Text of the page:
That’s why many EV manufacturers have opted out of the dealership model entirely. Due to the innovative nature of electric vehicles, a traditional franchised dealership model may not be the most effective way to get these eco-friendly vehicles to market. Operating a stand-alone dealership increases costs, and adds a middle-man to the sale process, which can often inflate prices for consumers. And, we know from the success of direct-to-consumer platforms in the used car market (where direct sale is legal), that online purchasing is on the rise.

Beyond the ban on direct-sales, Alabama also punishes EV consumers with higher license and registration fees. The standard registration fee for vehicles in Alabama is $65. For consumers making the eco-conscious choice to buy and register an EV, the registration cost is over 300% higher at $265. This is incredibly discriminatory, and a much better approach would be to simply treat EVs on par with standard gas-powered vehicles.

Unfortunately, some legislators have justified the additional fee to help recover lost gas tax revenue, but that runs counter to the purpose of gas taxes. The purpose of the gas tax, currently at 26 cents per gallon in Alabama, is to encourage consumers to reduce their emissions, which is exactly what EV consumers are doing when they purchase an EV. It’s strange that the reward EV consumers get for their eco-friendly decision is inflated fees exponentially higher than the alternative. It is unfair that these consumers now shoulder more of the financial burden when they are in fact responding to gas taxes as intended.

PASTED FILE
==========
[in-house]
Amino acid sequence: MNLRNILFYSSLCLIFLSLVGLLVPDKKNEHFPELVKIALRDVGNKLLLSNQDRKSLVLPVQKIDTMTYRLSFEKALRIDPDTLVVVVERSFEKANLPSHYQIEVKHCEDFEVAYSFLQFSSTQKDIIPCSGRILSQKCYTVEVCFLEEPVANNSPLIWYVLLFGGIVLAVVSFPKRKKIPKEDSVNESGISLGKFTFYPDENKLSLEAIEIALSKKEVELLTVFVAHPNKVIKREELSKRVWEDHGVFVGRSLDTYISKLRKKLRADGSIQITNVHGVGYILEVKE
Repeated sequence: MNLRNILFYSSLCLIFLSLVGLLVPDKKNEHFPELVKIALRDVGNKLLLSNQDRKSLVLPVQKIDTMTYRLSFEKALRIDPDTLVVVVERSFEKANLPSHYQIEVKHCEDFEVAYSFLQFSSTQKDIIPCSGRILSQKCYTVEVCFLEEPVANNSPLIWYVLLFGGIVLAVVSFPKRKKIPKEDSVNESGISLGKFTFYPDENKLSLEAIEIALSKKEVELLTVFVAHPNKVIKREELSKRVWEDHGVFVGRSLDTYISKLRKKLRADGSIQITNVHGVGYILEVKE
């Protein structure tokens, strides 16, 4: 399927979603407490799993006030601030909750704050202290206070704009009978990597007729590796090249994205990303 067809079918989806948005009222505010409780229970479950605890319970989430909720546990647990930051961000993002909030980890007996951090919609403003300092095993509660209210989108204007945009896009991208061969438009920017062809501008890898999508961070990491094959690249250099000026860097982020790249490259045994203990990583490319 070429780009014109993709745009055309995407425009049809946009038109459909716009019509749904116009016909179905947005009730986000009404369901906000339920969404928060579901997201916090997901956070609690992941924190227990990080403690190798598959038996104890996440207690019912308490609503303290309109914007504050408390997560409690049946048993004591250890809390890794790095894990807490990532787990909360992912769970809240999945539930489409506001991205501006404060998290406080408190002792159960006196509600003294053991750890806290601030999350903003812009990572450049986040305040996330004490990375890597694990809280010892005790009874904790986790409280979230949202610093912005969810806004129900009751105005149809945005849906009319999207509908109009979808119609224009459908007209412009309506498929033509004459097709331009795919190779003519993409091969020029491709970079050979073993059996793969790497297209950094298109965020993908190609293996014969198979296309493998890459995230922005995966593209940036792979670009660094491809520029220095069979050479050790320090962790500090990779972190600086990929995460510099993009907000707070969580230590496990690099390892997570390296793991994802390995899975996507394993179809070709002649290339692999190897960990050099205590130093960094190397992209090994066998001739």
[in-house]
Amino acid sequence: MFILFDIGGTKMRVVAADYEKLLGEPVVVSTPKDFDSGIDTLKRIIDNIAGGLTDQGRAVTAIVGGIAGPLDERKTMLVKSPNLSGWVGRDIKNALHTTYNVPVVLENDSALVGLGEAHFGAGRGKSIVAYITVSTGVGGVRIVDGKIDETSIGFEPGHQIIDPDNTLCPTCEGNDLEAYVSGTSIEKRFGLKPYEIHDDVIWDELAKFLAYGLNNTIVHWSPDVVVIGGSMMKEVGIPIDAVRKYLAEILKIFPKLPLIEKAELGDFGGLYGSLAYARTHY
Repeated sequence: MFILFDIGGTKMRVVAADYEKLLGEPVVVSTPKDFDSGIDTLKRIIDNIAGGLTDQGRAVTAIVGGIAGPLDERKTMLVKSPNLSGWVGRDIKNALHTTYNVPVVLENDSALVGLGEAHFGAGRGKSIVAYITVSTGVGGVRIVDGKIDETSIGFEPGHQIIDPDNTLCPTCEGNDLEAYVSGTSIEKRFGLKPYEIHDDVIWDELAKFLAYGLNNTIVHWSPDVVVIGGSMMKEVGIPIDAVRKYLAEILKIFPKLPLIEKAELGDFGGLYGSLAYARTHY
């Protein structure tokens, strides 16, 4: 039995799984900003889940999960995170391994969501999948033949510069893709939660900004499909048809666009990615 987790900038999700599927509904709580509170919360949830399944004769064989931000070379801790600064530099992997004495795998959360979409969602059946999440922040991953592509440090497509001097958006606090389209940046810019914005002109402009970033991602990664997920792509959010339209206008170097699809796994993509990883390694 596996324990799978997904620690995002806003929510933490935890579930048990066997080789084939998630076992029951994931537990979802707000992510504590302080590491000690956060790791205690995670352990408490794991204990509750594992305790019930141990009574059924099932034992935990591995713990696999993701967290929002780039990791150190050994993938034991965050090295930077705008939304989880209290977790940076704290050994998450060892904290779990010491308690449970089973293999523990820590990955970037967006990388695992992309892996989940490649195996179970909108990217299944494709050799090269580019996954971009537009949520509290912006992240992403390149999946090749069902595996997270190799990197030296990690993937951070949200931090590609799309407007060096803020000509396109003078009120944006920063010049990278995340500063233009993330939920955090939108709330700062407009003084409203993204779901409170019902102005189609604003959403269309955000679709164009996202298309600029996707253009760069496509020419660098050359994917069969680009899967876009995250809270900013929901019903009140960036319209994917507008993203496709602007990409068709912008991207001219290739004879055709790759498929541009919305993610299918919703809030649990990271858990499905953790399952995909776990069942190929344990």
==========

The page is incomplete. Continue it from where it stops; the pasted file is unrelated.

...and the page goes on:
On top of being relatively easy to implement, these policy changes have the added benefit of encouraging EV purchases without taxpayer manufacturing subsidies, or complicated tax credits, which have rightfully been criticized for favoring the wealthy.